Saturday Notebook: Podcast Appearance, Illegal Substances, Viewing Age, Fraudulent Tickets, and More

Greg M. Cooper-USA TODAY Sports

Today's Notebook talks about my recent podcast appearance, Jon Lester possibly cheating during his Game 1 start, the median age of baseball viewers being sky high, a man buying a $3 ticket to the World Series, and more.

Good morning, all. We are currently two games deep into the World Series with both the Red Sox and Cardinals having won one game apiece. I've been in constant conversations with a coworker that also just joined my high school this year over the Series, which has been pretty nice because without her, I probably wouldn't have been invested at all in the Series. Although we are both Twins fans first, we've split our allegiance to opposite teams here, where I'm rooting for the Cards and she's picked the Sox.

She asked me for my prediction, and before I could respond she mentioned that she felt the Sox would win in 7 games. I pondered it for a second, and then replied that I thought the Cardinals could win in 6. Well, after the first game (an 8-1 defeat for the Cards) I was holding firm with my prediction, knowing that it was but one game. However, she had the audacity to change her prediction to Sox in 6. She's a math teacher, hasn't she ever heard of small sample size?!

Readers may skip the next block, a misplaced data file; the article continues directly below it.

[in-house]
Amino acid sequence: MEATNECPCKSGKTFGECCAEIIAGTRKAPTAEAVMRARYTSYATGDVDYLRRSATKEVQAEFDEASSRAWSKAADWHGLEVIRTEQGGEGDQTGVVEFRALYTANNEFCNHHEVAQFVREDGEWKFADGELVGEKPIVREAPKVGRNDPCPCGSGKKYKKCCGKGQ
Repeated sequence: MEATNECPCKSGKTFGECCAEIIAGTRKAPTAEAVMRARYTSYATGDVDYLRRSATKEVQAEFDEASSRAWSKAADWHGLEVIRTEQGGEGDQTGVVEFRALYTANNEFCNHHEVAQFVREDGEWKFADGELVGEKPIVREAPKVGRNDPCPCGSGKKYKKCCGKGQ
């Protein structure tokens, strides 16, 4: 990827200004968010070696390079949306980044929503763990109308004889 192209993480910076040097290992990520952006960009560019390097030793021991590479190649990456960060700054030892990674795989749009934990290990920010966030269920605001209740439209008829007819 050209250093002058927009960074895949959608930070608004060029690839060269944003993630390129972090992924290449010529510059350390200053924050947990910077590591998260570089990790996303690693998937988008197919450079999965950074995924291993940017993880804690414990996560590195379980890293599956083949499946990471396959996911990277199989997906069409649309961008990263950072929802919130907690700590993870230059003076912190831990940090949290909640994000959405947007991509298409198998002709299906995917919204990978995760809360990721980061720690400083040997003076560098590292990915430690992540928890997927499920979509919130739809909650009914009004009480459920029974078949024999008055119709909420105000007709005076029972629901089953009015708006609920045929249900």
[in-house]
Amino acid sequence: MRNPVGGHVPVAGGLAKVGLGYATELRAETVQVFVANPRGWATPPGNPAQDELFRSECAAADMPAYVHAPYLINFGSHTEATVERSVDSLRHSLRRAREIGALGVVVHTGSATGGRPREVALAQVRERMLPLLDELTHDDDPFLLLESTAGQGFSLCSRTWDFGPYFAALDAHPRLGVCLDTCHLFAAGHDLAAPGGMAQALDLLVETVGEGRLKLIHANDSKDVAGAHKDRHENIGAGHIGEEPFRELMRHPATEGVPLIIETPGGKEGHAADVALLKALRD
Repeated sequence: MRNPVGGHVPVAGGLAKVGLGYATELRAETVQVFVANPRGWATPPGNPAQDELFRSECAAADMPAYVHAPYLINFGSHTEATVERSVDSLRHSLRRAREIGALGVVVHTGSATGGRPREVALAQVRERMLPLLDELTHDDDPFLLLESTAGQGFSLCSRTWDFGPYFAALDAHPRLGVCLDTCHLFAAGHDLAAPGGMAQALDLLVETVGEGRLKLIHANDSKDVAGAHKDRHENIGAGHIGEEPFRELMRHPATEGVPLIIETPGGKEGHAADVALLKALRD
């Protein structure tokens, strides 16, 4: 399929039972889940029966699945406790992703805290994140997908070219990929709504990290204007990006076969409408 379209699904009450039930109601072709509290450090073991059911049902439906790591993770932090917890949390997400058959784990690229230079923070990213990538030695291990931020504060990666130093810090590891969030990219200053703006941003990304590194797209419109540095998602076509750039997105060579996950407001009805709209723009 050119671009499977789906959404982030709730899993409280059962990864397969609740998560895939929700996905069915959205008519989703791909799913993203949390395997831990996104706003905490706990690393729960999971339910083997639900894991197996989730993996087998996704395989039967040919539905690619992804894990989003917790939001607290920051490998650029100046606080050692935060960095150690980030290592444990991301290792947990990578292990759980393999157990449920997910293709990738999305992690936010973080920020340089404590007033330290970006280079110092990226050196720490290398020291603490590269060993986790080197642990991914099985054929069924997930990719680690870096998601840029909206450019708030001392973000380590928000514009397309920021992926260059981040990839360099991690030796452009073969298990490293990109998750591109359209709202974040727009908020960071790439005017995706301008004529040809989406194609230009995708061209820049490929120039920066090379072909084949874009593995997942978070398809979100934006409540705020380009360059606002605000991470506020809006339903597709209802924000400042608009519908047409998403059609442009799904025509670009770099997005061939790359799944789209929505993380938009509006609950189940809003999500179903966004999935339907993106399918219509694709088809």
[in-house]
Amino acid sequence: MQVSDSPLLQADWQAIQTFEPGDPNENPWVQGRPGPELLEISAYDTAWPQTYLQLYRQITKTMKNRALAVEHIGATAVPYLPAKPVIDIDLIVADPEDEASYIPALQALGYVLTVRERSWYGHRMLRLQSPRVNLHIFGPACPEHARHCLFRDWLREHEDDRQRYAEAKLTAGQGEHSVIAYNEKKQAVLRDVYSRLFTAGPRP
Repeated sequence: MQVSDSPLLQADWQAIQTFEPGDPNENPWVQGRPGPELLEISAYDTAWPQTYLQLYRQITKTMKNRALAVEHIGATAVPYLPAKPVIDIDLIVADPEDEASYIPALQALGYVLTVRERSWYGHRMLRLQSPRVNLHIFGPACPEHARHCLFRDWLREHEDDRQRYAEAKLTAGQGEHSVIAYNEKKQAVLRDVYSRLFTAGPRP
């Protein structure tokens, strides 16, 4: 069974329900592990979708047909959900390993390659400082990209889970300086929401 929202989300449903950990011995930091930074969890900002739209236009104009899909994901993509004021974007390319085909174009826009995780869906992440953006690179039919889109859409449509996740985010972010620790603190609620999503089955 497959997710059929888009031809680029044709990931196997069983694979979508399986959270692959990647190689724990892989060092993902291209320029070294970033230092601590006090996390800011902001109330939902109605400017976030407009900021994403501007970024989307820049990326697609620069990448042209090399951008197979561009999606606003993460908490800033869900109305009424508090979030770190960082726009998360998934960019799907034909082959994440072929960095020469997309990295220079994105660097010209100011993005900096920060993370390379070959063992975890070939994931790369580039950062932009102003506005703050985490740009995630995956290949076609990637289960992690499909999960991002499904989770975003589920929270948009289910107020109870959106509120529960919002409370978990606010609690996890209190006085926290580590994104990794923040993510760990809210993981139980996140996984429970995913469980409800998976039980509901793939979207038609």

I don't know if I really have a point to this. I needed a lead into today's post. I'm sorry. Instead, listen to this week's Talk To Contact podcast where I was a guest talking about my recent platooning article, my apparently absurd probability prediction of Miguel Sano joining the Twins out of spring training, and a brief discussion over whether my title with the Twins is "usher" or "usherer."

Next podcast that I'd like to invade: The Sportive.

  • We had a mini-controversy in Game 1 of the World Series as a Cardinals minor league pitcher noticed on TV that Jon Lester was wiping something on his hand from his glove. Tyler Melling, a pitcher at the High-A level of the Cardinals organization, tweeted that he spotted a bright green object on the inner thumb of Lester's glove during his Game 1 start (the tweet has now been deleted, presumably because of negative feedback). Later, a Vine appeared that clearly showed Lester doing something with his fingers to the inside of his glove, though it doesn't appear to be a wipe but rather just him doing some sort of nervous tic where he has to touch the inside of his glove. Jonah Keri and Jesse Spector tweeted that the reason no one from the Cardinals called out Lester was that all pitchers "cheat" in some way, and that complaining about it would put all pitchers under further scrutiny, an explanation echoed by Dirk Hayhurst in his book The Bullpen Gospels. Besides, it's not like he was getting extraordinary movement on his pitches anyway, so any cheating that he was doing doesn't appear to have given him a noticeable advantage. Eventually, Red Sox manager John Farrell responded that Lester "sweats like a pig" and that he had applied rosin to the inside of his glove to help grip the ball, except this is a direct violation of Rule 8.02(a), which says, "...neither shall the pitcher nor any other player be permitted to apply rosin from the bag to his glove or dust any part of his uniform with the rosin bag." So... well, I guess we're kind of stuck here. For what it's worth, MLB reviewed the Lester issue and decided they couldn't conclusively identify what he was doing, so for now it appears as though he's in the clear.